Manchester United manager Sir Alex Ferguson has provoked Real Madrid President Ramon Calderon into suggesting he's senile, and former player Gabriel Heinze has said he's "mad." But as Jim White
explains, there's a shrewd reason for Ferguson's comments in a magazine interview published this week that Real is used to getting its own way because it used to be the plaything of Spain's former
fascist dictator General Franco, and that the Spanish club only bought Heinze to lure his friend Cristiano Ronaldo southward.
As Ferguson watched the anger in Spain mount in reaction to
his remarks, "the master of the diversionary spat was doubtless whistling a Frank Sinatra tune to himself," writes White. "It was job done." Because when Ferguson talks to the media nowadays, he only
does so to convey a message. In this case, his purpose was to let Ronaldo know that he's still loved and wanted at Old Trafford, and to let Real know that "his star players aren't poached." Players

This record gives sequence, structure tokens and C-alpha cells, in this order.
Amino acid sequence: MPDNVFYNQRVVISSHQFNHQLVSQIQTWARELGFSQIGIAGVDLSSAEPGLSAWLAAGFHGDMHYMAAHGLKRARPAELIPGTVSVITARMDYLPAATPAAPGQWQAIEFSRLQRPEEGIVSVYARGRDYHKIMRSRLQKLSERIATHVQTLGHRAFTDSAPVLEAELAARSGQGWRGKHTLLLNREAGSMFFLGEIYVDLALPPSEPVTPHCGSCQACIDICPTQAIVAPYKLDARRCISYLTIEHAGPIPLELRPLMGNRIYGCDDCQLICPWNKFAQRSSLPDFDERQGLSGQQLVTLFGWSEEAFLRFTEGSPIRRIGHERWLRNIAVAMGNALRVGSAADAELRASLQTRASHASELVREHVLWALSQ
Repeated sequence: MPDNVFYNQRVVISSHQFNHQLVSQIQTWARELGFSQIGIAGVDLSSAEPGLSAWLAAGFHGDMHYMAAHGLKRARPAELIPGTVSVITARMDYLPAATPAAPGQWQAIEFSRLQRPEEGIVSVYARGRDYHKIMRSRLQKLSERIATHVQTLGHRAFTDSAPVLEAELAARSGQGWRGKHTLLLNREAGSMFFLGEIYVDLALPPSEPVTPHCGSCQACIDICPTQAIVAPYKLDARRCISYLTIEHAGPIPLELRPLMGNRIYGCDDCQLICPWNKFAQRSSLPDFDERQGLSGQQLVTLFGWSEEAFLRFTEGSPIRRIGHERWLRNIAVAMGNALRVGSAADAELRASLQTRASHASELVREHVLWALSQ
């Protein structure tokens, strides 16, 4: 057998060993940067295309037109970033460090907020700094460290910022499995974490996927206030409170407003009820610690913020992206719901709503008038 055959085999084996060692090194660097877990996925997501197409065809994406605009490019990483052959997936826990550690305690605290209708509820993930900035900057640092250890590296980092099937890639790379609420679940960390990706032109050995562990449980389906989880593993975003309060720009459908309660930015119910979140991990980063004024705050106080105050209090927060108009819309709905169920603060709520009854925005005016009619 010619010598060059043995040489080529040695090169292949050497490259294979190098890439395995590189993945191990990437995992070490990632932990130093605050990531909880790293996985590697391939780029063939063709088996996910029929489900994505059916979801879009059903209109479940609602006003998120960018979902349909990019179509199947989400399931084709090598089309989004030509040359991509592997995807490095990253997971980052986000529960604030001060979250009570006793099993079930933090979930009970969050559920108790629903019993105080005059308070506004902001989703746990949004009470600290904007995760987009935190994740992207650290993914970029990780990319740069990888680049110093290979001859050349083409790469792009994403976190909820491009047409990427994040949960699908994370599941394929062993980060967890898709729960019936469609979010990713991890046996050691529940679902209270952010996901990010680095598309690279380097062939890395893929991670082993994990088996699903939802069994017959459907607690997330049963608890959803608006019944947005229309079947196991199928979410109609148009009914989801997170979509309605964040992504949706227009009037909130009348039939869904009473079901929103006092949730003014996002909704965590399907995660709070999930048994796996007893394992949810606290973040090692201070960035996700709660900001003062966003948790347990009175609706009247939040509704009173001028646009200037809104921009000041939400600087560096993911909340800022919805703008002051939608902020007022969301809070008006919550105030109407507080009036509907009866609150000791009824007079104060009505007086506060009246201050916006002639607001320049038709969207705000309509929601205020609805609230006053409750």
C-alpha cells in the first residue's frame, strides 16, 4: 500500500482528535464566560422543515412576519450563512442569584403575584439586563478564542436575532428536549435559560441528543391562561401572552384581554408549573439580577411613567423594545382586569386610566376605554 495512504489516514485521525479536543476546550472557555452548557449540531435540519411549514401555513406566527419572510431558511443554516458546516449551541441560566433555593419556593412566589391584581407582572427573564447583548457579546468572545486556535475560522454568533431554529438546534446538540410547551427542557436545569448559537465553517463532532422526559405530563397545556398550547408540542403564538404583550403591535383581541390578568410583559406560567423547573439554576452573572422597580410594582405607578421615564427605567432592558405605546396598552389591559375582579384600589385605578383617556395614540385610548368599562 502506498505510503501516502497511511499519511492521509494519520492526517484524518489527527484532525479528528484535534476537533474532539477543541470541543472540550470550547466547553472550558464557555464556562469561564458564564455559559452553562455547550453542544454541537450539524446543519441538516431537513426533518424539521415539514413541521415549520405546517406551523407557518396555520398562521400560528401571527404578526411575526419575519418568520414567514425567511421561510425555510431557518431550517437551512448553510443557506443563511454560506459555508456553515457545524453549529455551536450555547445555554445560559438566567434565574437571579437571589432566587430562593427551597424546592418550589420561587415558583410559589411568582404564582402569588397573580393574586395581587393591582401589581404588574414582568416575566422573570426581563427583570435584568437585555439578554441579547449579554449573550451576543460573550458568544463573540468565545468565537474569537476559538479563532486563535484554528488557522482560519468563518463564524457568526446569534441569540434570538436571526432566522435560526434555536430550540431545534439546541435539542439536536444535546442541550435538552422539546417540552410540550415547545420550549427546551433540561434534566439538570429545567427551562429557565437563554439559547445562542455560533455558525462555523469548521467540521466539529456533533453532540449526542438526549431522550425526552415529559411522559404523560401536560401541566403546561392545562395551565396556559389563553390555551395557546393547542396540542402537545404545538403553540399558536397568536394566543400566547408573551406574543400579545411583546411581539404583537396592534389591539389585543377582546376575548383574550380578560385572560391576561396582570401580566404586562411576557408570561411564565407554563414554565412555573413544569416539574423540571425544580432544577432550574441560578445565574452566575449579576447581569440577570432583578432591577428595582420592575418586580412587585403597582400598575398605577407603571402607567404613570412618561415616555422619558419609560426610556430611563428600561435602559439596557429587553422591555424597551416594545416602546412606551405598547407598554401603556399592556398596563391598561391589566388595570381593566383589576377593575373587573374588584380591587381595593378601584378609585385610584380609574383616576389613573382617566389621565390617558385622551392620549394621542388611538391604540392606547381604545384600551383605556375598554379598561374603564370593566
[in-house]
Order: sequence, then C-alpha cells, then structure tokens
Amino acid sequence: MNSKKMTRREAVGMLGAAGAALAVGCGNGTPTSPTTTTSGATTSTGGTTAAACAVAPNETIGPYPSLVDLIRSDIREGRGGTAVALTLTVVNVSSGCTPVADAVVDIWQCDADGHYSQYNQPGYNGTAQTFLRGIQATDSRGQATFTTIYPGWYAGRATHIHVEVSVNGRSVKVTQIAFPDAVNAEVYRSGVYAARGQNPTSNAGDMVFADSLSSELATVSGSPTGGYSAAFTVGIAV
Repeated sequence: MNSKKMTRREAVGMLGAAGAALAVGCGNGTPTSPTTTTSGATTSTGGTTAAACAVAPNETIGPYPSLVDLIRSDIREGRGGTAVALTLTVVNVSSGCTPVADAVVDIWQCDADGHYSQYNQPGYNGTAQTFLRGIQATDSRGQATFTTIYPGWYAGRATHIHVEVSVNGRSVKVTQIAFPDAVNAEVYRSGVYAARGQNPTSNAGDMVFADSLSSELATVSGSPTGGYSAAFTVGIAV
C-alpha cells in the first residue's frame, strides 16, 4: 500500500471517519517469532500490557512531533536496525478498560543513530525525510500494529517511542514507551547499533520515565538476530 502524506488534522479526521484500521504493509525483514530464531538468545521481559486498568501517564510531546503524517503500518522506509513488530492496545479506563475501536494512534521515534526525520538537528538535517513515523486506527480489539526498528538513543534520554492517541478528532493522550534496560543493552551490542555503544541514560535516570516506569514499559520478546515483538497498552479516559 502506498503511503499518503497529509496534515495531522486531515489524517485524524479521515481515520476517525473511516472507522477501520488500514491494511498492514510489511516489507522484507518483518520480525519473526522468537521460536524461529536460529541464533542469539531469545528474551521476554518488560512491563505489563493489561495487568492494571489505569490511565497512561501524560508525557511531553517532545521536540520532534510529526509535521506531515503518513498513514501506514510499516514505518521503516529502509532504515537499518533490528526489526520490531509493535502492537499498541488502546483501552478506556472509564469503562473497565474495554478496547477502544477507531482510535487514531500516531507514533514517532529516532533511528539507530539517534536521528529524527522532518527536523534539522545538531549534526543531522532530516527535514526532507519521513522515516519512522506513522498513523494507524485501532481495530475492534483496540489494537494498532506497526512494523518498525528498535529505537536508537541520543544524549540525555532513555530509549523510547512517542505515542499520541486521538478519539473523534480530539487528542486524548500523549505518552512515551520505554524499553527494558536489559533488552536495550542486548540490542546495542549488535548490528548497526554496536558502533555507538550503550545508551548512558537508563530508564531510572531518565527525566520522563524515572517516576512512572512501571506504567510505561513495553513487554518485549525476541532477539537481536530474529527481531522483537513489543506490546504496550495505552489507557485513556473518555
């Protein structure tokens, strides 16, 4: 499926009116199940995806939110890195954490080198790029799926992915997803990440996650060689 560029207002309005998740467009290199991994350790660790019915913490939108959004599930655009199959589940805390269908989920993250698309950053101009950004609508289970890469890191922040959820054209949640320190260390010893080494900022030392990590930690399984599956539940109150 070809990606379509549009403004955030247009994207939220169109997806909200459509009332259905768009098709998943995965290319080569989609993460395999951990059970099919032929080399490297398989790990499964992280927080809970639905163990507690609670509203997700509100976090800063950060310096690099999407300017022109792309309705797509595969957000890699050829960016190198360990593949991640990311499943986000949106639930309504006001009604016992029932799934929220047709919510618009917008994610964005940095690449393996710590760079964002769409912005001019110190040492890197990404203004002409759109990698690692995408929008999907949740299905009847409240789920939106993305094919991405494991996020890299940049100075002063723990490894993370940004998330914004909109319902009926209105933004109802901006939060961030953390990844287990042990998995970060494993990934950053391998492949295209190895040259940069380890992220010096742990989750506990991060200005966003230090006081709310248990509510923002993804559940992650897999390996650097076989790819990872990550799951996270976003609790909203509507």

only leave Old Trafford when Ferguson feels they are becoming less useful to the club. Just ask Ruud van Nistelrooy and David Beckham.
When Ronaldo said he wanted to leave this summer,
Ferguson "used every wile in his extensive repertoire to retain the player whose goals had won him the double of Premier and Champions League last season." He never publicly criticized his player, but
instead managed to blame the saga on everyone else -- it was the fault of FIFA President Sepp Blatter "for calling him a slave, it was Heinze, it was Madrid. It was probably General Franco."
Now Ronaldo is reassured by Ferguson's unstinting support, and this, concludes White, is Ferguson's genius. "Far from suggesting the imminent arrival of the bath chair, his remarks about Madrid
demonstrate he remains the shrewdest man manager in the game."
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